Cultural Industries and Development in Africa
Conference sponsored by the Howard Gilman
Foundation, June 11-13, 1998, White Oak Plantation, Yulee, Florida
Katherine Salahi is Co-ordinator of the Bellagio Publishing Network.
The drive from Jacksonville, Florida to White
Oak Plantation on the Florida/Georgia border could easily be mistaken
for parts of Africa - all the panoramic landscapes and humid warmth.
And then you see black rhino and cheetahs and you know for certain
you were on the wrong flight. But we weren't.
White Oak Plantation is the source of the trees
that are used for the paper mills which made the late Howard Gilman
rich enough to realise his dreams of supporting the arts and animal
conservation. The plantation houses an incredible assortment of animals,
many of them rare species that come from, and are sometimes shipped
back to Africa. They are cared for by a dynamic young team of conservationists,
who mingle easily with the more bookish conference participants (`leave
your formal clothes at home') and no doubt with the other guests who
visit. Mikhail Baryshnikov, a personal friend of Mr Gilman, has his
own world-standard dance studio there `for when he visits'.
The conference, convened by the Gilman Foundation
with help from Dr Alberta Arthurs (MEM Associates), brought together
27 cultural professionals, academics, donors and government officials
from Africa, Europe and the USA for a weekend of discussions on cultural
industries and their role in development. The sessions began with
an overview, before moving on to perspectives from the field: visual
and performing arts (dance, theatre, music), communication and information
(radio, media, publishing, film and television), conservation (museums,
cultural heritage, tourism). Private and public sector responses followed.
Final sessions discussed adding cultural industries to the development
agenda, concluding with how to proceed from talk to action.
Alberta Arthurs opened with an upbeat comment
on changes in the perception of Africa in the US, helped by Bill Clinton's
visit to Africa, and the appointment of Jesse Jackson as White House
Special Advisor on Africa. Africa is now regarded as a world force,
a continent of economic opportunities. She urged us to be concrete
and practical, to explore `how to help cultural actors make a living'.
Stephen Stern (World Bank Partnerships Leader,
Culture and Development) talked about the World Bank's new interest
in culture and development and its new willingness to listen to indigenous
people. `Now they want to find out how to make the interest instrumental.'
`This is the first conference to talk about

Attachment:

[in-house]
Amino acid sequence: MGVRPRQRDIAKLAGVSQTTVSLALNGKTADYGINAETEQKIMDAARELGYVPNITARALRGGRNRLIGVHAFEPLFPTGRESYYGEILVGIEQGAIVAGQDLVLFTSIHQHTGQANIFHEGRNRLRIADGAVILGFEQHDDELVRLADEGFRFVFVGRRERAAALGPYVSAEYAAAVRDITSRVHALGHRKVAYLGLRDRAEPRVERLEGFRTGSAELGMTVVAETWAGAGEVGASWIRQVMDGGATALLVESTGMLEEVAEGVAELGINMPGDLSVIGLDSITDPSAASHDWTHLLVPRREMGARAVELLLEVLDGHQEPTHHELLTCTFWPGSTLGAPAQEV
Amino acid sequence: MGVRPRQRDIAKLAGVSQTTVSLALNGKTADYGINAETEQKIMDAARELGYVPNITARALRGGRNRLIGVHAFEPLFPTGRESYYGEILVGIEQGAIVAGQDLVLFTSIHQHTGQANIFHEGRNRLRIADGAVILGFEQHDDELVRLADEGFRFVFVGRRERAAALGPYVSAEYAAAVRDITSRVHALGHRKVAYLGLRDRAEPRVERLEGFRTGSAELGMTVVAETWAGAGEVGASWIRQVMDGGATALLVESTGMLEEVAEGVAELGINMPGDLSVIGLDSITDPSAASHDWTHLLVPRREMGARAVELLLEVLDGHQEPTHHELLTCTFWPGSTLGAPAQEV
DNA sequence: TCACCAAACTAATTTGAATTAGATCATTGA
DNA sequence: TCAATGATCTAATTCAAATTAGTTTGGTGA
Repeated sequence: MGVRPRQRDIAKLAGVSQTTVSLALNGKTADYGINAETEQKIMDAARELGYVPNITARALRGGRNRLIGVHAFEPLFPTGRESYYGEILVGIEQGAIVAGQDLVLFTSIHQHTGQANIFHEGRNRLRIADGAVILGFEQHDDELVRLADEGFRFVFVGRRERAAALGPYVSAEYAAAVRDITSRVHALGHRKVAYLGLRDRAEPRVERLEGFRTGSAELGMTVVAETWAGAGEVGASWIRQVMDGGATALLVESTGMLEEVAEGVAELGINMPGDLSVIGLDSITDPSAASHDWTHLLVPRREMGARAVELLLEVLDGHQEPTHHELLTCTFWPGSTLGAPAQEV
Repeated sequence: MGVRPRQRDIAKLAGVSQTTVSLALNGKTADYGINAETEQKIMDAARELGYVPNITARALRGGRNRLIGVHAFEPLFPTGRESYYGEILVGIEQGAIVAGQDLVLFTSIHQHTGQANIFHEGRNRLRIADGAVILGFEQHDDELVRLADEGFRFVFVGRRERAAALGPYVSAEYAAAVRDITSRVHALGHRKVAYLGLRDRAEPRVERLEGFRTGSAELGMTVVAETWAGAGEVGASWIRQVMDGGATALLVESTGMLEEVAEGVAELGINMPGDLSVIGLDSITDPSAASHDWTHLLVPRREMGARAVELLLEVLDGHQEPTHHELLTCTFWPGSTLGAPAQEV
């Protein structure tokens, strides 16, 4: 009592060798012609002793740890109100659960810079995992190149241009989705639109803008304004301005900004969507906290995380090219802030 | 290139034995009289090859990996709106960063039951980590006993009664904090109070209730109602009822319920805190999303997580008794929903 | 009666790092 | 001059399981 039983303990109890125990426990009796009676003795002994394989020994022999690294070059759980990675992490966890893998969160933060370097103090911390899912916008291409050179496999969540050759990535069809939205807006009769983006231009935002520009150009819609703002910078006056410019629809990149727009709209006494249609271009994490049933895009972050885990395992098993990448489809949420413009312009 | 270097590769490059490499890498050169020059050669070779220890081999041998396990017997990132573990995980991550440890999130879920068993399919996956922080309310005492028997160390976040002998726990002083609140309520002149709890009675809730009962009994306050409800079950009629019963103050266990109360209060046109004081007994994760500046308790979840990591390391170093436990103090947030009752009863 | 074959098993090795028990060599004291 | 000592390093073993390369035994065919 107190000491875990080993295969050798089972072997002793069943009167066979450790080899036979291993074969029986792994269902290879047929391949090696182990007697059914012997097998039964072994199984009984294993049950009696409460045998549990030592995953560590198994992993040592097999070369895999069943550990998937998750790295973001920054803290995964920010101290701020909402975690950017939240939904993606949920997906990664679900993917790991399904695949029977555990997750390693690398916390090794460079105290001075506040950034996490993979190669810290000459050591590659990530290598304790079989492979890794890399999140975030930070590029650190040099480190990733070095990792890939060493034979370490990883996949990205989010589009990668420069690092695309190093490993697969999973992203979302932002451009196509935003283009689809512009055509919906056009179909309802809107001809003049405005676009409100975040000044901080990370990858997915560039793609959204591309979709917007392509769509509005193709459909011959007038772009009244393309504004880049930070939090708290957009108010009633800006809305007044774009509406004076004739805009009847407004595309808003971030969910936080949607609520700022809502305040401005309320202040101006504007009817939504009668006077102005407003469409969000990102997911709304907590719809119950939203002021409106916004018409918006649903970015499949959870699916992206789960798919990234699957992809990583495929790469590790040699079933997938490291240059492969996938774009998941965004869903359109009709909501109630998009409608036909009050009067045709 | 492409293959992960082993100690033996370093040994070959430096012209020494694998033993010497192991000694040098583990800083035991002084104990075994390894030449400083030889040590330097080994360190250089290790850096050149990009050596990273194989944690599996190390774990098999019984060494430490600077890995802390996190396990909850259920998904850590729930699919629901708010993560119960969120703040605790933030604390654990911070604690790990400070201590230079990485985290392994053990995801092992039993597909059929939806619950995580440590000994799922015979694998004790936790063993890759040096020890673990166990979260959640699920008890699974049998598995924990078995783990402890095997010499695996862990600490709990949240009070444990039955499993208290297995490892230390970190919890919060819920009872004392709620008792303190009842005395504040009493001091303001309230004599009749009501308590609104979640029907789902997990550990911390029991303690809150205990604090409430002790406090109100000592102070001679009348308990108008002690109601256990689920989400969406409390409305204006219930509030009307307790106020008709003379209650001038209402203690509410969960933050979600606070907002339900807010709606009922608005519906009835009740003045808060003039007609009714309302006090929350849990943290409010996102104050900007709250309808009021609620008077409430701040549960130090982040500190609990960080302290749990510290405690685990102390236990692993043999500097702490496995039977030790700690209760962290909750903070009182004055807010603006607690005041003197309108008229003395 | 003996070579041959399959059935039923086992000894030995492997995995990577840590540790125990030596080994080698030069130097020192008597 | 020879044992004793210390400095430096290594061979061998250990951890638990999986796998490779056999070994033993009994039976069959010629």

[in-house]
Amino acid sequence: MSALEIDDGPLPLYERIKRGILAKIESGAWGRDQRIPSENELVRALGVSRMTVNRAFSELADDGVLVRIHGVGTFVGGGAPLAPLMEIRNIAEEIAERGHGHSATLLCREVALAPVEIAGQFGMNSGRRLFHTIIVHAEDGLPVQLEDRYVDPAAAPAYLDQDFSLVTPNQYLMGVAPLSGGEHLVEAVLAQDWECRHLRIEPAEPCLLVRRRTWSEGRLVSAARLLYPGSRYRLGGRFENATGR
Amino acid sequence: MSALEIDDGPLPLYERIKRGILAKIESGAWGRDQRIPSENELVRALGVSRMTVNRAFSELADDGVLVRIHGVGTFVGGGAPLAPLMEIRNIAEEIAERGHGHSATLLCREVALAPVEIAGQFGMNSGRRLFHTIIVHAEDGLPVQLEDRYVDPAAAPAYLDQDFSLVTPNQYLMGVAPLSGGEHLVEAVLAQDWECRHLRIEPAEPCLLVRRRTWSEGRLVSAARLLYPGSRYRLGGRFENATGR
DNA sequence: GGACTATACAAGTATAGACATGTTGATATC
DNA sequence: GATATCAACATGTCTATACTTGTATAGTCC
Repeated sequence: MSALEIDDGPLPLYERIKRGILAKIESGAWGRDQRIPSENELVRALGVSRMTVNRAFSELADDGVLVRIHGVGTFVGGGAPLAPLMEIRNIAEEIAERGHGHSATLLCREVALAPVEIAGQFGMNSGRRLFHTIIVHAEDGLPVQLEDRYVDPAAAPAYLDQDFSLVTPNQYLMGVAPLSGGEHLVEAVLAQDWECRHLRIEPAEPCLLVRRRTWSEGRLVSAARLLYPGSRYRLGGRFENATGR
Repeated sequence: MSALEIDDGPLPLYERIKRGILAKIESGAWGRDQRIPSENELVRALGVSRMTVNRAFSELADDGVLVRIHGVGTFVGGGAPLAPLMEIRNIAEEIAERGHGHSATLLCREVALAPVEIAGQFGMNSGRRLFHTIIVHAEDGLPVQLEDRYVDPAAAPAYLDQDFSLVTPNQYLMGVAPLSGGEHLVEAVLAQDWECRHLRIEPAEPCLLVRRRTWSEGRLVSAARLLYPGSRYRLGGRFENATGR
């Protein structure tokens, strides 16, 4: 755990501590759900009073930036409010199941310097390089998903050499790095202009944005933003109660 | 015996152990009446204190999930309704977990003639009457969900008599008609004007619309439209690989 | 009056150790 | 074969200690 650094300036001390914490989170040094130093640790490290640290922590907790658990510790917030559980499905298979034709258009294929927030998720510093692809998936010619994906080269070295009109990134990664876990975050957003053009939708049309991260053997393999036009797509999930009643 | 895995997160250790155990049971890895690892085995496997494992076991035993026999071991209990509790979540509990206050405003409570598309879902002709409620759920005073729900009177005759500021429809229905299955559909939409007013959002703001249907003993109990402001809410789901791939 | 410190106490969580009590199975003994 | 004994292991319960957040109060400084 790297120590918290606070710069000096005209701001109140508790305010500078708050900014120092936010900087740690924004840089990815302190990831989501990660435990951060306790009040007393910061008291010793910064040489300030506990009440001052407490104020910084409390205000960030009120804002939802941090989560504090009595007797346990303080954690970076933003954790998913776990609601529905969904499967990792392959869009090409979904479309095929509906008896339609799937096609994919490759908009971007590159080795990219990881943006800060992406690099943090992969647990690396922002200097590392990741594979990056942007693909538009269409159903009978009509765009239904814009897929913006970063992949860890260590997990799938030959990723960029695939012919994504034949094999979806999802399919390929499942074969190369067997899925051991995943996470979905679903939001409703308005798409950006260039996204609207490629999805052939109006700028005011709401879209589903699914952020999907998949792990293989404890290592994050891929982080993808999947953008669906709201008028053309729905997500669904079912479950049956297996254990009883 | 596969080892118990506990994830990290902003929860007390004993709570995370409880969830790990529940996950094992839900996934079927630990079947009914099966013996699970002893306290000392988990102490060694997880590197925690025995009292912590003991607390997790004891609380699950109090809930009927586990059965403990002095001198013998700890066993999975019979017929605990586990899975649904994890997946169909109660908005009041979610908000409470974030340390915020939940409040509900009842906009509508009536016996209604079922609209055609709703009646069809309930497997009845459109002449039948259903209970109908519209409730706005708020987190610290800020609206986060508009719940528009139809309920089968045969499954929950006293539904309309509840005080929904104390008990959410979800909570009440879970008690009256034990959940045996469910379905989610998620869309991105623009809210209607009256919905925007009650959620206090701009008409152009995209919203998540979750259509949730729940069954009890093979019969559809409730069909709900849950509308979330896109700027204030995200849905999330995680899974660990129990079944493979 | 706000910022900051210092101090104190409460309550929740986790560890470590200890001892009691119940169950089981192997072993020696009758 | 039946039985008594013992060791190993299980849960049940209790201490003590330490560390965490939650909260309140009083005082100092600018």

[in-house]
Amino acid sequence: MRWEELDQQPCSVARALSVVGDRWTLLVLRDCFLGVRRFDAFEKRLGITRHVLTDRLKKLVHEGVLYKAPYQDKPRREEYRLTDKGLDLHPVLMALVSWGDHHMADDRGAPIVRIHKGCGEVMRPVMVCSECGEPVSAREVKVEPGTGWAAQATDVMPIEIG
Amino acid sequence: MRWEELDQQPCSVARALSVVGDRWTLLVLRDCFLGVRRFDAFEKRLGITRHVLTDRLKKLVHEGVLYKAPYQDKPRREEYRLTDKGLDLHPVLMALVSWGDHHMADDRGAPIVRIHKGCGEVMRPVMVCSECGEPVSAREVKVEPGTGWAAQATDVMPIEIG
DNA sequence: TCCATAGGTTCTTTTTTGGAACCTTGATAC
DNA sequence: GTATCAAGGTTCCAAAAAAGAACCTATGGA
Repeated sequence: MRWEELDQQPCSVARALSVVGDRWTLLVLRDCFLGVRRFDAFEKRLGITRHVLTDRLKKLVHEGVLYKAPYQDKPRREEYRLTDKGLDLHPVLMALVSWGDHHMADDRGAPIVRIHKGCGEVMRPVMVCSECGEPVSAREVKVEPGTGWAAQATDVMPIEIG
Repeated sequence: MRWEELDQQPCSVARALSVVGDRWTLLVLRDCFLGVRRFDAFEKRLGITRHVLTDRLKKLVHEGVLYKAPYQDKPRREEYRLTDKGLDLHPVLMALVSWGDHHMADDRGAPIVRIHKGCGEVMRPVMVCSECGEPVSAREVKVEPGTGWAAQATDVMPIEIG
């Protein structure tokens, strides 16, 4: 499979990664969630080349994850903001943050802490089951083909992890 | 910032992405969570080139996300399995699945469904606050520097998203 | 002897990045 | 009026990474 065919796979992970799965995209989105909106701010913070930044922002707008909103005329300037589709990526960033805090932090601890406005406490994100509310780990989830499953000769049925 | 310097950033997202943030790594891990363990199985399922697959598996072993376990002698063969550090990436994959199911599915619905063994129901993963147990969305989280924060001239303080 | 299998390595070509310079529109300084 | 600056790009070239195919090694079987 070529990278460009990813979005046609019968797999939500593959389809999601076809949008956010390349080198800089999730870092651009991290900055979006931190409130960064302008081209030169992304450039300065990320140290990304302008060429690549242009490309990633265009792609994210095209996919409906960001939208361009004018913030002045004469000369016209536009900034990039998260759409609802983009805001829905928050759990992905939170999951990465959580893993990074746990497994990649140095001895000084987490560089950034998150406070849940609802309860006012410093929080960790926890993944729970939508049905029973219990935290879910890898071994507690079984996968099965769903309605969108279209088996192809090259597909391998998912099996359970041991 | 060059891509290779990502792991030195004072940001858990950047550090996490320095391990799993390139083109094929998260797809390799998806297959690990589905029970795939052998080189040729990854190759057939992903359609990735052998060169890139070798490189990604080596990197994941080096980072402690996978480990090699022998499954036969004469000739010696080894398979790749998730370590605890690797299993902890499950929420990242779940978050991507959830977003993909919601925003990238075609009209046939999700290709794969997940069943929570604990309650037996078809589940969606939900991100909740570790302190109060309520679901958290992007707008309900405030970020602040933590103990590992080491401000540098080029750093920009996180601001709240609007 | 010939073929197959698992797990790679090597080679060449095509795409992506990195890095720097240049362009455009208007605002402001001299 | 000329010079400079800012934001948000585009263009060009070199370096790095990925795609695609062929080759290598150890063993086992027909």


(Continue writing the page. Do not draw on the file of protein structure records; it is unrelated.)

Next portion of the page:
using culture to create jobs and wealth', noted Carol Steinberg (Chief
Director of Arts and Culture, South African Department of Arts, Culture,
Science and Technology) approvingly. `It needs to be tackled with
integrity and concern for culture.' She urged African governments
`to mainstream cultural industries', with the caveat that empowerment
must be for the disadvantaged not the élites. This theme was
loudly echoed by Professor Kwabena Nketia (Emeritus Professor, International
Centre for African Music and Dance), Ester Ocloo (Founder, Aid to
Artisans Ghana) and Daniel Ndagala (Tanzanian Commissioner for Culture)
among others, as the sessions on different cultural enterprises developed.
Publishing was well represented by Chief Victor
Nwankwo (former Chair, APNET). Publishing can partner any or all of
the creative activities and as such should be counted as a strategic
North American academics skilfully turned the
wide-ranging discussions into structured summaries, at times `translating'
what the cultural practitioners said into the language of northern
consultants and experts - a cultural exercise that left some feathers
As Damien Pwono (Senior Program Advisor in Arts
and Humanities at the Rockefeller Foundation) pointed out early on
in the meeting, the many significant discussions on African cultural
industries since 1975 all reached the same conclusions: that political
and economic realities are the main constraints, internally and externally,
and yet individuals and institutions somehow keep going. Could there,
he suggested, be an annual conference of policy-makers, politicians
and professionals? Is there a way of restructuring the OAU Fund for
Culture? These were some of the many practical suggestions that we
heard and hope to see (or better still participate in) being implemented.
The conference opened doors to new possibilities.
The sight of the Danish-South African partnership in full flow at the
bowling alley won't be forgotten easily, nor will many of the useful
contacts and connections made in the extraordinary atmosphere of White
Oak. [BPN, No. 24, 1998. p. 5]
to table of contents for BPN Newsletter 24, 1998>>